The combination of the strong paradigmatic core of biosemiotics, and its openness to dialogue with other disciplines, can probably be taken as a sign of the vitality of the field and of the journal. As a formal bibliographic measure of the journal, the Impact Factor of Biosemiotics (calculated by Web of Science) has had some ups and downs, but with elements of an upward trend if we consider that record levels have been reached at least every second year: 0,444 (2011), 0,364 (2012), 0,488 (2013), 0,593 (2014), 0,391 (2015), 0,964 (2016).

The journal has initiated a few special projects to increase the popularity and scientific rigor of biosemiotics. One such initiative is the Biosemiotic Glossary project, where different authors publish analyses of biosemiotic concepts by mapping and discussing past and present term usage in the biosemiotic community, including by way of a survey on each term analyzed. Until today the following biosemiotic concepts have been scrutinised under this project: Agent, agency (by Tønnessen. Biosemiotics 2015, 8(1), 125–143); Umwelt (by Tønnessen et al. Biosemiotics 2016, 9(1), 129–149; The semiotic threshold (by Rodríguez Higuera and Kull. Biosemiotics 2017, 10(1), 109–126); Intentionality (by Favareau and Gare. Biosemiotics 2017, 10(3), this issue). The Glossary project is planned to continue in the coming years, with the aim to help building a shared understanding of the basic conceptual tools of biosemiotics, and awareness of variation in term usage.

Another initiative of the journal aiming at increasing the level of biosemiotic scholarship is the Biosemiotic Achievement Award competition. Every year, a selection panel consisting of three representatives, one from the journal’s editorial board, one from Springer and one from the International Society for Biosemiotic Studies, choose the best paper published in Biosemiotics in the last volume in terms of scientific rigor, novelty and relevance to biosemiotics. So far, the Biosemiotic Achievement Award has been given to L. Chiu and S. F. Gilbert’s for the paper “The birth of the holobiont: Multi-species birthing through mutual scaffolding and niche construction” (Biosemiotics 2015, 8(2), 191–210) and to S. Rodríguez for “Recurrences and agential meaning making: Laying a path in walking” (Biosemiotics 2016, 9(2), 169–184). It is the hope of the editors’ that the Award program will help inviting young and new authors to publish with Biosemiotics.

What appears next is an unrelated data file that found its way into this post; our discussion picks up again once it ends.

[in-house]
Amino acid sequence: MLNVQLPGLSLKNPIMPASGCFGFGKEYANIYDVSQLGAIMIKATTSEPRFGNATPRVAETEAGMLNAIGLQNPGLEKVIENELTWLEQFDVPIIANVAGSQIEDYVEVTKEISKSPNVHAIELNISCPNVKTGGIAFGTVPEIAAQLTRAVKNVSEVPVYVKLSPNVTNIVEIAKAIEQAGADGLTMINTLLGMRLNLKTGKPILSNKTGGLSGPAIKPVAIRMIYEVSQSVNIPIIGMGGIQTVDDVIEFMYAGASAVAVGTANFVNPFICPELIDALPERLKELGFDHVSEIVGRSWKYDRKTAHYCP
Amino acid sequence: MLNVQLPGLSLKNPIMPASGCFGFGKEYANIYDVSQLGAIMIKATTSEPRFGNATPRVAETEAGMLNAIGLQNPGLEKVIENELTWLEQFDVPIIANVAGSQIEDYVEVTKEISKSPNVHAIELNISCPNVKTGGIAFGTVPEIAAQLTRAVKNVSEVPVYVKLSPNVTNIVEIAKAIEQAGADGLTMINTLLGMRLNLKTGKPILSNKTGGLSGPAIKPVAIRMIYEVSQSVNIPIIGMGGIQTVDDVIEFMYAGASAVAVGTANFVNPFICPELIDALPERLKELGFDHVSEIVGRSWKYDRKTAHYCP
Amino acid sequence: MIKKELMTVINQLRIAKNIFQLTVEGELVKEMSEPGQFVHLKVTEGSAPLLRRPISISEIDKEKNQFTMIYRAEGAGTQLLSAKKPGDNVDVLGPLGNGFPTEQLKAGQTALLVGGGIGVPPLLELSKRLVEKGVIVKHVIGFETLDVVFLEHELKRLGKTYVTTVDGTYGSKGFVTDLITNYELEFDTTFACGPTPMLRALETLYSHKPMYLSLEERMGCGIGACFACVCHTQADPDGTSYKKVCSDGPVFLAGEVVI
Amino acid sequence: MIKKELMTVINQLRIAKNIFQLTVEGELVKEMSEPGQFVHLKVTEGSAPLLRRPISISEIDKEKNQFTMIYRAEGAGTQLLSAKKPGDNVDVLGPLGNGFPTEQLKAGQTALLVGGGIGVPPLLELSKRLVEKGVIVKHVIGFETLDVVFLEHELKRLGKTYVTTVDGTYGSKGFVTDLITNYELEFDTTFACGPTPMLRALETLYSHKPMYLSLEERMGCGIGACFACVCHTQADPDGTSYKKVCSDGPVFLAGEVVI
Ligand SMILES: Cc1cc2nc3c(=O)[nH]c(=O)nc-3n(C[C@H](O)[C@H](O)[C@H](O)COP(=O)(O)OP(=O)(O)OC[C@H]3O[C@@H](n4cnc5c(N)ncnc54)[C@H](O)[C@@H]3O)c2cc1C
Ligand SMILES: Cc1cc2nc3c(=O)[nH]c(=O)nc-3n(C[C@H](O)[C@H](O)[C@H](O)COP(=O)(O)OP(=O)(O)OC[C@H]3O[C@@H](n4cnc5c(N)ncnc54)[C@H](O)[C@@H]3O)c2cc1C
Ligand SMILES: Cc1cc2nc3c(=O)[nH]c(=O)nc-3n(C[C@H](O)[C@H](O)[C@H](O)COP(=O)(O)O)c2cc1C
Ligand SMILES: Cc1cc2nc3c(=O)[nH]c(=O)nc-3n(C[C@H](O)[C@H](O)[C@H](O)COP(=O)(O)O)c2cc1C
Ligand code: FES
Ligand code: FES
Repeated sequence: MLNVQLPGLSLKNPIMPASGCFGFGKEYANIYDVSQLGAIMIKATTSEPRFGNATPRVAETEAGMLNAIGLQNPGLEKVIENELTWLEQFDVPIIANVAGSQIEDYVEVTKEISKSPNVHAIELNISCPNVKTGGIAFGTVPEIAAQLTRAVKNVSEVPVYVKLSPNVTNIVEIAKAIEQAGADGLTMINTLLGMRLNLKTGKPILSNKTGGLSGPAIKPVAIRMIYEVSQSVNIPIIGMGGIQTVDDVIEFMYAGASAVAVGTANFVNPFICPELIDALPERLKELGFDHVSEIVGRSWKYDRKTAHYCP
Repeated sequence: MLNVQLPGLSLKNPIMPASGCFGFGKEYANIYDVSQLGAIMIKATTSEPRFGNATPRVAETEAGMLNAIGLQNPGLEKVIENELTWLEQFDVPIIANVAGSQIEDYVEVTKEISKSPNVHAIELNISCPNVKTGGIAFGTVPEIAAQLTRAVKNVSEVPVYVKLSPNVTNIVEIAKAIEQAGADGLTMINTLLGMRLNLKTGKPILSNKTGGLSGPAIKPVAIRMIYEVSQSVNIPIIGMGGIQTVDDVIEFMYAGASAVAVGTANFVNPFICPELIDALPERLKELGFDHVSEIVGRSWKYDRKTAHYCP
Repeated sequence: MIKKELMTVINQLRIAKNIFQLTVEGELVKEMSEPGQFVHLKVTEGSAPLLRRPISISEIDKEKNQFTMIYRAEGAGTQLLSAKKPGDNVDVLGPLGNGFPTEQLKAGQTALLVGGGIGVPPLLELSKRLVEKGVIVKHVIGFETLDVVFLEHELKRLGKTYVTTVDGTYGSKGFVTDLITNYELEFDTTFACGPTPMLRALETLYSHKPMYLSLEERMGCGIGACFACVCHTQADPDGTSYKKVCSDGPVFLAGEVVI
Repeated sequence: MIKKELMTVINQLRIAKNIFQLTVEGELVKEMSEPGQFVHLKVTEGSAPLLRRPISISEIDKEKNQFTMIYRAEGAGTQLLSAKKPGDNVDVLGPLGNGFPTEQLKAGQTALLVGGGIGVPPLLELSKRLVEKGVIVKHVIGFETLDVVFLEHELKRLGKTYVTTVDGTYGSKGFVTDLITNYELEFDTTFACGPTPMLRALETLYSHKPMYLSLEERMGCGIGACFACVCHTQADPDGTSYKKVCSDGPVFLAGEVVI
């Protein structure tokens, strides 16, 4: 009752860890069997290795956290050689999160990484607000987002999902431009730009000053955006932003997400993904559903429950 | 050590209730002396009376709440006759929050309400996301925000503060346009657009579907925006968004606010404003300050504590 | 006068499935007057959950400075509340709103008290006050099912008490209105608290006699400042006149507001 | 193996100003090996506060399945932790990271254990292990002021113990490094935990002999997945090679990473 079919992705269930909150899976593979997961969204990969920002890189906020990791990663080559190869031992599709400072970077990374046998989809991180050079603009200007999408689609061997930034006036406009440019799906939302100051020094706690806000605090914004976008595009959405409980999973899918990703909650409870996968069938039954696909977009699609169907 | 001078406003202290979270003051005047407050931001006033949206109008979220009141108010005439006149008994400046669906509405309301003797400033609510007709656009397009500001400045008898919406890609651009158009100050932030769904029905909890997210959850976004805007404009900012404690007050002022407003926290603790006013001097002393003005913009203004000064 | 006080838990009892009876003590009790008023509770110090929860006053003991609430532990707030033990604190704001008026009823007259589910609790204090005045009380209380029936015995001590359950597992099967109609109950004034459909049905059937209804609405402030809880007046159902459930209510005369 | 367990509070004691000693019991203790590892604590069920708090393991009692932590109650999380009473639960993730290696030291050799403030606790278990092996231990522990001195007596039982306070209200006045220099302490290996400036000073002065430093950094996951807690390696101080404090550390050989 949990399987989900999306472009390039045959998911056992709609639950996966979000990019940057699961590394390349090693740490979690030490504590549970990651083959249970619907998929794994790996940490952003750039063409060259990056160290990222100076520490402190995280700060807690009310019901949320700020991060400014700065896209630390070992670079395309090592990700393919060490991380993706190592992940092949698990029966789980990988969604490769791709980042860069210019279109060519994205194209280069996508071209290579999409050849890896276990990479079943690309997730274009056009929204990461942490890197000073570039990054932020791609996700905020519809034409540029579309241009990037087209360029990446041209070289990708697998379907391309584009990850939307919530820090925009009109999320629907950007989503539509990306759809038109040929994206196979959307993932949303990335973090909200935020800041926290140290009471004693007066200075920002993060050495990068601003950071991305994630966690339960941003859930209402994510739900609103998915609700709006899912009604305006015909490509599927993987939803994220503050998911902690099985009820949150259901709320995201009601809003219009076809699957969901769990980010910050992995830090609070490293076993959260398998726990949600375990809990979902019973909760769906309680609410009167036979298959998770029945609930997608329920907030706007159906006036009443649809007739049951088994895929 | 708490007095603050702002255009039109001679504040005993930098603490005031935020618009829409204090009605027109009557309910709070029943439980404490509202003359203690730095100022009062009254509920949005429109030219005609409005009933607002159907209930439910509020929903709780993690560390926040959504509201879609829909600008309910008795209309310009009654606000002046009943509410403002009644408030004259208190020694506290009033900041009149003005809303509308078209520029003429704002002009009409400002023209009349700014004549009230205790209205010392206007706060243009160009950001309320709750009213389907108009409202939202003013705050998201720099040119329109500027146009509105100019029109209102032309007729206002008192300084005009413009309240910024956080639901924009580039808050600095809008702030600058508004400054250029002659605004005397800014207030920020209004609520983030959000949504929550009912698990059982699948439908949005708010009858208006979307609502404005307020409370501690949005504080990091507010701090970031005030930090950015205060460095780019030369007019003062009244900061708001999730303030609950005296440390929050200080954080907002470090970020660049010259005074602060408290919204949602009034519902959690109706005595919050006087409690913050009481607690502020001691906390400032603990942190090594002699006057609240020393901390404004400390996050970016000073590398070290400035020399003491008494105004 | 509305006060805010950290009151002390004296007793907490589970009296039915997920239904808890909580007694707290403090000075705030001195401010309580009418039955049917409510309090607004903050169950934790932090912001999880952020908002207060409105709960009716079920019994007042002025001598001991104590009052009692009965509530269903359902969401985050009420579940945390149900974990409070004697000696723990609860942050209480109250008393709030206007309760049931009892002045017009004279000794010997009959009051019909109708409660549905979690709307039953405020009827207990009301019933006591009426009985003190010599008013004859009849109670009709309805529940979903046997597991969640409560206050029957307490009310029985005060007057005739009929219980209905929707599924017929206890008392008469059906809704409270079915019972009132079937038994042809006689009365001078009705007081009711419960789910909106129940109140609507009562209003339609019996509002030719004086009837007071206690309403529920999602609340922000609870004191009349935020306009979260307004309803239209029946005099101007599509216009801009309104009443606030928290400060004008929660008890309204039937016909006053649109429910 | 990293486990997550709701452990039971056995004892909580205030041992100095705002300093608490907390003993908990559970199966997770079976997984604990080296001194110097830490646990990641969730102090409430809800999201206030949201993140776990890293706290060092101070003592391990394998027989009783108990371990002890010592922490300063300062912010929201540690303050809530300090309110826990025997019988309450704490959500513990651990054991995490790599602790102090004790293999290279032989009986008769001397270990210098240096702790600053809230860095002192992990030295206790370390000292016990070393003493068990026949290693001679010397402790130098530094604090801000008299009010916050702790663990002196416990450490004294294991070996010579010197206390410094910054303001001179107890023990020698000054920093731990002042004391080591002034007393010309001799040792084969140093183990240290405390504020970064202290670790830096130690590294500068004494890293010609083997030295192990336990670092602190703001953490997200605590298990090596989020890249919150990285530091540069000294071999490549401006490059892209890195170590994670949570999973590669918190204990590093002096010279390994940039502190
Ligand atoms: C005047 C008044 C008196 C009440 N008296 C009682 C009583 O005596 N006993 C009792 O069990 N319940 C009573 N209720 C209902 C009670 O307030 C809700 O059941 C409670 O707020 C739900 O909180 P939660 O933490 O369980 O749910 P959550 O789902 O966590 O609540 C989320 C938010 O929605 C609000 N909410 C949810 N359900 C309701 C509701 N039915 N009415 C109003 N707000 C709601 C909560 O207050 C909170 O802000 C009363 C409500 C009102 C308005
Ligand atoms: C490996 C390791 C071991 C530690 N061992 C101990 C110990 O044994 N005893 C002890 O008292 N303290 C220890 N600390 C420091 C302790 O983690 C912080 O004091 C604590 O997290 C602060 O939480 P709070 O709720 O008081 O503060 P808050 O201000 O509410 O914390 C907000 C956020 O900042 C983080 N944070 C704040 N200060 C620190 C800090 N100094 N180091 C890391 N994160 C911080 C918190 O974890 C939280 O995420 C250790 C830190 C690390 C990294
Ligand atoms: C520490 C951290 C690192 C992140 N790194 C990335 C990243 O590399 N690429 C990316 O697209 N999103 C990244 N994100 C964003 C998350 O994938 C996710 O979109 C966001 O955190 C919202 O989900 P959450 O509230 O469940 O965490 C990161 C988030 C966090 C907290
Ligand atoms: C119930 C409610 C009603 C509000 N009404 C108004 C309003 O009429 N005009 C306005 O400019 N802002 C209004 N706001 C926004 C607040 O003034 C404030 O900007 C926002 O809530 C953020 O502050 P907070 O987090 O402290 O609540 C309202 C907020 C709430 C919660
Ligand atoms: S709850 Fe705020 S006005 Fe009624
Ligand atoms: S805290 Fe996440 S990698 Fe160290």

On a final note, as the Editors-in-Chief currently serving the journal, we would like to express our deep gratitude to all authors, reviewers, members of the editorial board, guest editors of special issues, as well as to Springer’s staff, all of whom have contributed valuably to the journal Biosemiotics in the last ten years. The hard work of many people behind the scenes is not so visible to the reader, even though their contributions may be essential to the very existence of the publication. In every respect, publishing a journal is truly a team effort – an endeavour of the entire academic collective of a given discipline. The highs and lows of the academic field regarded as an organic entity of sorts tend to become reflected in the quality of its journal, and vice versa. Perhaps the greatest lesson of the first decade of our journal, Biosemiotics, is that if anything, it is the collaborative effort towards deeper understanding in biosemiotics that has brought success. And it is only by collaborative efforts, and team spirit, that we can advance biosemiotics even further. We look forward to developing Biosemiotics in this spirit and working together with you all in the years to come.

References

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  10. Rodríguez Higuera, C. J., & Kull, K. (2017). The biosemiotic glossary project: The semiotic threshold. Biosemiotics, 10(1), 109–126.CrossRefGoogle Scholar
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  14. Tønnessen, M., Magnus, R., & Brentari, C. (2016). The biosemiotic glossary project: Umwelt. Biosemiotics, 9(1), 129–149.CrossRefGoogle Scholar

Copyright information

© Springer Science+Business Media B.V., part of Springer Nature 2017

Authors and Affiliations

  1. 1.Department of SemioticsUniversity of TartuTartuEstonia
  2. 2.Laboratory of GeneticsNational Institute on AgingBaltimoreUSA
  3. 3.Department of Social StudiesUniversity of StavangerStavangerNorway